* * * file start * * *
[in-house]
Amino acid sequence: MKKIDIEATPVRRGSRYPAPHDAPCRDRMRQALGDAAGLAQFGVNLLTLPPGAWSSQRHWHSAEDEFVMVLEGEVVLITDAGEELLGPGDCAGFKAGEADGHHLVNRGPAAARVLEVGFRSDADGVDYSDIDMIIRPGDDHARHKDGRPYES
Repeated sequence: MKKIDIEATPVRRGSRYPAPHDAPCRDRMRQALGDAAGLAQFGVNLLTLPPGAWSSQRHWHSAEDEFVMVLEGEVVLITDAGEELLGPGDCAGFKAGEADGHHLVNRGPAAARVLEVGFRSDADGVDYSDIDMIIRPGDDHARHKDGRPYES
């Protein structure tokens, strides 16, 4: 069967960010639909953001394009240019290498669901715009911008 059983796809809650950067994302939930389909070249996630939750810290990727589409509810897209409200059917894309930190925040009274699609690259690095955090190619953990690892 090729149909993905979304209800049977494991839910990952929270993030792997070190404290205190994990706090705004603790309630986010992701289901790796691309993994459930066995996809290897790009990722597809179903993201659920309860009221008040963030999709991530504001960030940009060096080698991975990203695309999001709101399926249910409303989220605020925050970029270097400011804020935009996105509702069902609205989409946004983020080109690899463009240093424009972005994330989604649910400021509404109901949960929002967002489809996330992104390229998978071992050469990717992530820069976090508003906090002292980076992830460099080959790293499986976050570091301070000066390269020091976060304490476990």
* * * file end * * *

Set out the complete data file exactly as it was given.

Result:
[in-house]
Amino acid sequence: MKKIDIEATPVRRGSRYPAPHDAPCRDRMRQALGDAAGLAQFGVNLLTLPPGAWSSQRHWHSAEDEFVMVLEGEVVLITDAGEELLGPGDCAGFKAGEADGHHLVNRGPAAARVLEVGFRSDADGVDYSDIDMIIRPGDDHARHKDGRPYES
Repeated sequence: MKKIDIEATPVRRGSRYPAPHDAPCRDRMRQALGDAAGLAQFGVNLLTLPPGAWSSQRHWHSAEDEFVMVLEGEVVLITDAGEELLGPGDCAGFKAGEADGHHLVNRGPAAARVLEVGFRSDADGVDYSDIDMIIRPGDDHARHKDGRPYES
């Protein structure tokens, strides 16, 4: 069967960010639909953001394009240019290498669901715009911008 059983796809809650950067994302939930389909070249996630939750810290990727589409509810897209409200059917894309930190925040009274699609690259690095955090190619953990690892 090729149909993905979304209800049977494991839910990952929270993030792997070190404290205190994990706090705004603790309630986010992701289901790796691309993994459930066995996809290897790009990722597809179903993201659920309860009221008040963030999709991530504001960030940009060096080698991975990203695309999001709101399926249910409303989220605020925050970029270097400011804020935009996105509702069902609205989409946004983020080109690899463009240093424009972005994330989604649910400021509404109901949960929002967002489809996330992104390229998978071992050469990717992530820069976090508003906090002292980076992830460099080959790293499986976050570091301070000066390269020091976060304490476990």